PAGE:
We thank Dr. Reed for his interest in our data and insightful comments. First, we concur that the study of the difficult airway is challenged by the exclusion of patients undergoing elective awake fiberoptic intubations. As our data demonstrate, these patients often exhibit features associated with difficult intubation or mask ventilation. At our institution, it is routine practice to perform a direct laryngoscopy after an awake fiberoptic intubation to confirm or refute the patient's presumed difficult airway. In patients without a previous history of difficult intubation, this direct laryngoscopy can be used to guide future airway management and can be used in observational clinical research. Unfortunately, the study of mask ventilation does not offer this luxury.
However, we would disagree with Dr. Reed's assertion that the exclusion of high-risk patients means that the “results and conclusions are not applicable to … even the general population.” The original manuscript indicates that 113 patients with three or more grade 3 (difficult) mask ventilation risk factors underwent elective awake fiberoptic intubation and were excluded from the study.1
More importantly, table 6 of the original manuscript shows that our data did include mask ventilation attempts on 1,670 patients with three or more risk factors.1
This sample size of 1,670 high-risk patients is larger than the entire patient population analyzed by previous mask ventilation studies.2,3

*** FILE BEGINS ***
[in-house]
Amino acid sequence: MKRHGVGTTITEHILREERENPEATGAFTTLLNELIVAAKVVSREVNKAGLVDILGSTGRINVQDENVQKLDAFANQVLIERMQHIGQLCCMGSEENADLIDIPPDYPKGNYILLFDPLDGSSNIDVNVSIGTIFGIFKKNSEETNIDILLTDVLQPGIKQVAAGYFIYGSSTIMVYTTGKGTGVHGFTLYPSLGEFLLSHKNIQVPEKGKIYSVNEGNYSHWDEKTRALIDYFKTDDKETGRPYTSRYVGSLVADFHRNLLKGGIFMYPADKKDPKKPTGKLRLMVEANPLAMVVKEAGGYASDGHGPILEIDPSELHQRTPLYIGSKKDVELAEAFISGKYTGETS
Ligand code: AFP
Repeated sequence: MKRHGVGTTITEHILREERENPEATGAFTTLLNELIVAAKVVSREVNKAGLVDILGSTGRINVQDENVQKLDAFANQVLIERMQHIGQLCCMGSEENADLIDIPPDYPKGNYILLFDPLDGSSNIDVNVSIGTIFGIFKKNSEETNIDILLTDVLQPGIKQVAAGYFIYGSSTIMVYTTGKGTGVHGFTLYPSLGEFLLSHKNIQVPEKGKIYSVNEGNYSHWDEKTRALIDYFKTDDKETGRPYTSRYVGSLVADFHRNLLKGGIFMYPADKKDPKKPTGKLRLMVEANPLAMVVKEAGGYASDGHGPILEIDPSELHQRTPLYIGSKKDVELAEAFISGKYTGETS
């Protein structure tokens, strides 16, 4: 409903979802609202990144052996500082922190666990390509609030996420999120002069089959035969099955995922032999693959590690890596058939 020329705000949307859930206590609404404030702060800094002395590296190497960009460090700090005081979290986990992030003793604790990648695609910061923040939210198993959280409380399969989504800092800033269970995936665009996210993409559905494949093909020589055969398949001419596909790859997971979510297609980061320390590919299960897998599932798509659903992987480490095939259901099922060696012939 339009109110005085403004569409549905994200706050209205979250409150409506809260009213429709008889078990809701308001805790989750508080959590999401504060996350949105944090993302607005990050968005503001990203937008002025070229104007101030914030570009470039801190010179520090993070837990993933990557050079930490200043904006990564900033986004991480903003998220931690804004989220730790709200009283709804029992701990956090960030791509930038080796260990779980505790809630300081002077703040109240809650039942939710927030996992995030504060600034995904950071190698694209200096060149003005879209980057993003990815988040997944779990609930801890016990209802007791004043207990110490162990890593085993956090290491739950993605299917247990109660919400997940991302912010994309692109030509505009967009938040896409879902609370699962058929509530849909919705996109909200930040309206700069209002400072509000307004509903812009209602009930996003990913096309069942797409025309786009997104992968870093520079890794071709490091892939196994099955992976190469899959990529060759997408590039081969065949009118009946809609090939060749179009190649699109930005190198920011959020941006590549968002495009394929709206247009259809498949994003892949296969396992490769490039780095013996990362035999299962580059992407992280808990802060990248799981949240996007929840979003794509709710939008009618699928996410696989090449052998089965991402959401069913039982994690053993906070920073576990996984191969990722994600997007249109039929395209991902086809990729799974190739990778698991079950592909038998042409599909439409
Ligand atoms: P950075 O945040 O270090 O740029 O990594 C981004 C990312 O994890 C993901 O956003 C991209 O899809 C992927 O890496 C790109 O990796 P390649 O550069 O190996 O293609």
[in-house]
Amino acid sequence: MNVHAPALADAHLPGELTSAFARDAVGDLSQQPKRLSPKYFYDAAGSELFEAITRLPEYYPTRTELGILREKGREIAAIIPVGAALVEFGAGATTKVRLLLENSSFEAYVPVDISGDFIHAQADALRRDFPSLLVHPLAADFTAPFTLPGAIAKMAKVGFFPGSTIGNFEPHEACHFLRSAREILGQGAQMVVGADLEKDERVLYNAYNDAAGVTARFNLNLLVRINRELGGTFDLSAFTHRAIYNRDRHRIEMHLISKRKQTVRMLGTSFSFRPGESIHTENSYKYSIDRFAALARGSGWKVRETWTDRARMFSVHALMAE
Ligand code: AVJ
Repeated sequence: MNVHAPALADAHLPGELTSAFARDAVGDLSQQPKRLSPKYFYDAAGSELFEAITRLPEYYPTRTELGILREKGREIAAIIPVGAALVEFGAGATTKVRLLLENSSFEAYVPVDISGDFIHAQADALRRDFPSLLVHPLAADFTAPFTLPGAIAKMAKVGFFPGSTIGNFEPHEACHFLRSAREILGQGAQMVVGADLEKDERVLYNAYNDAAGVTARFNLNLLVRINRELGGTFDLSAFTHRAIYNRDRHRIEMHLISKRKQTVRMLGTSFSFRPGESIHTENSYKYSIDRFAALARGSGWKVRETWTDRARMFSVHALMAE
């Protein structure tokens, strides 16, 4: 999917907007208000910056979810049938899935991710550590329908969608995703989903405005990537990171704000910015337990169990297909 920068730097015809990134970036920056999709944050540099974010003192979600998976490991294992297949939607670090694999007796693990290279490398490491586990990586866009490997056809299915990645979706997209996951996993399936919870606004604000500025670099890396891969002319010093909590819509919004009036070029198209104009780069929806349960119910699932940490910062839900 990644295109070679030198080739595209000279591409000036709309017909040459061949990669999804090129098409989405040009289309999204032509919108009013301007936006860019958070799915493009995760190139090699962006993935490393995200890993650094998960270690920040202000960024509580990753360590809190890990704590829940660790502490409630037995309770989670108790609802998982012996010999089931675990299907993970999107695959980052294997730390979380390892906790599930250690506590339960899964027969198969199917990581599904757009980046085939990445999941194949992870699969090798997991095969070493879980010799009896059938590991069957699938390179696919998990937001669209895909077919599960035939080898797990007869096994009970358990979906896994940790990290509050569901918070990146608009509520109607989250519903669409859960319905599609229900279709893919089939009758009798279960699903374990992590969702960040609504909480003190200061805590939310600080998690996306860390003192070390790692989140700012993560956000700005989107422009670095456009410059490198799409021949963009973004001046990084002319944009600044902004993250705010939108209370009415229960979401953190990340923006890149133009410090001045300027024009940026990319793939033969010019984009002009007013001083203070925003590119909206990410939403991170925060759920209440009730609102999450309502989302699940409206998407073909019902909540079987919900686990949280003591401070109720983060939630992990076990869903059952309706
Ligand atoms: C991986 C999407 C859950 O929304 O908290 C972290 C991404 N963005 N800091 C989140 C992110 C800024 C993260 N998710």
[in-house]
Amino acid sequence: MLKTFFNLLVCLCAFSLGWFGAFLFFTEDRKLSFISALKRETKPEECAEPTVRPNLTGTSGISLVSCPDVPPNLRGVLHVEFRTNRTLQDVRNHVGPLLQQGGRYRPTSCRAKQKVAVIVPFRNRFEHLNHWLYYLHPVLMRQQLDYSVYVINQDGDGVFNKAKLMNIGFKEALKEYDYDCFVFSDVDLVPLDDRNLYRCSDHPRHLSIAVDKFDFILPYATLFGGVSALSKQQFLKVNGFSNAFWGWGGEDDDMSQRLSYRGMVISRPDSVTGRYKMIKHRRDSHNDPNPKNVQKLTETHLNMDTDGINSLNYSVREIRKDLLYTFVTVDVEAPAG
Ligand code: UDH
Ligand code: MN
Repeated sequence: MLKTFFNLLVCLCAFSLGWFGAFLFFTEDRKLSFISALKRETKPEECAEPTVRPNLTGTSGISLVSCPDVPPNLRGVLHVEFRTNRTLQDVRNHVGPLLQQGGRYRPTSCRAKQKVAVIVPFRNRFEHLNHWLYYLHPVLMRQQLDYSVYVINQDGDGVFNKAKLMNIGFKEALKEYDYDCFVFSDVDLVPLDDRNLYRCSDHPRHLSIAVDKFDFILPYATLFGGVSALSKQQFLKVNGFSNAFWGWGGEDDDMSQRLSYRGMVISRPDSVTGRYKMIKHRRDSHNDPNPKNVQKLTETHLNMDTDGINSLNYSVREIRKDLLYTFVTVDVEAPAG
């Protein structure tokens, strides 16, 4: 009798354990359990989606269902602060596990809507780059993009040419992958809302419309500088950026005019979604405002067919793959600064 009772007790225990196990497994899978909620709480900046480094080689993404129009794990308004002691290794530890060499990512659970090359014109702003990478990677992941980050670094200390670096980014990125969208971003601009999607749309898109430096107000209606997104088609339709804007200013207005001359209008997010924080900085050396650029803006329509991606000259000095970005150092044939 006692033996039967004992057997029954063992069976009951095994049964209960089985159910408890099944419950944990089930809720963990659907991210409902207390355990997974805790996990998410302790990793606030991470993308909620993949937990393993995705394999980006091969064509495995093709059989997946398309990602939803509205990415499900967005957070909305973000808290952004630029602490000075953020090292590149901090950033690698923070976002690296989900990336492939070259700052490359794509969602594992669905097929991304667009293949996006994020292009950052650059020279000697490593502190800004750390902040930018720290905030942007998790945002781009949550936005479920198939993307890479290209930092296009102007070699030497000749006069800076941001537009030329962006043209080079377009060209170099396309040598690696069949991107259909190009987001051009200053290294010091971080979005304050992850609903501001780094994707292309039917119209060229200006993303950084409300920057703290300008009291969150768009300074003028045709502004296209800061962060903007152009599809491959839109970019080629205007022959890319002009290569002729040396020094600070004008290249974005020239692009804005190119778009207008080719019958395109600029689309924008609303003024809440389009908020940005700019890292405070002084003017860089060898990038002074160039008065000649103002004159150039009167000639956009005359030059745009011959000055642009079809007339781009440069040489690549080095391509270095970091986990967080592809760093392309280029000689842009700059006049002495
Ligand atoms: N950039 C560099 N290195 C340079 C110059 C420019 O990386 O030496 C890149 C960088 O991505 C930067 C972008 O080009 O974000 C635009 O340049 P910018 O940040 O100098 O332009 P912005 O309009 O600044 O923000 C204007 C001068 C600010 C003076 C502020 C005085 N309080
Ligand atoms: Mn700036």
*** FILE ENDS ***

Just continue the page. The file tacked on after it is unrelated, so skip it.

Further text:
As a result, we believe that the data can be used to derive conclusions regarding the predictors of grade 3 mask ventilation in all but the highest-risk patients, those diverted to an elective awake fiberoptic intubation. Unfortunately, the study of the difficult airway will always suffer from this limitation due to the provider's responsibility to deliver ethical clinical care before considering the scientific value of a given patient's inclusion in a study.
We share Dr. Reed's curiosity regarding the predictors of grade 4 (impossible) mask ventilation. As detailed in the discussion of our data, “despite our large overall sample size, we were unable to detect a large number of IMV [impossible mask ventilation] cases and struggle to provide conclusions regarding IMV risk factors. Further studies assessing incidence, predictors, and impact of IMV are essential.”1
We are unable to explain the lack of overlap between grade 3 and grade 4 mask ventilation risk factors. Because only 37 episodes were detected, we lack the statistical power to address whether distinct pathophysiology is the root cause. We look forward to further studies addressing impossible mask ventilation.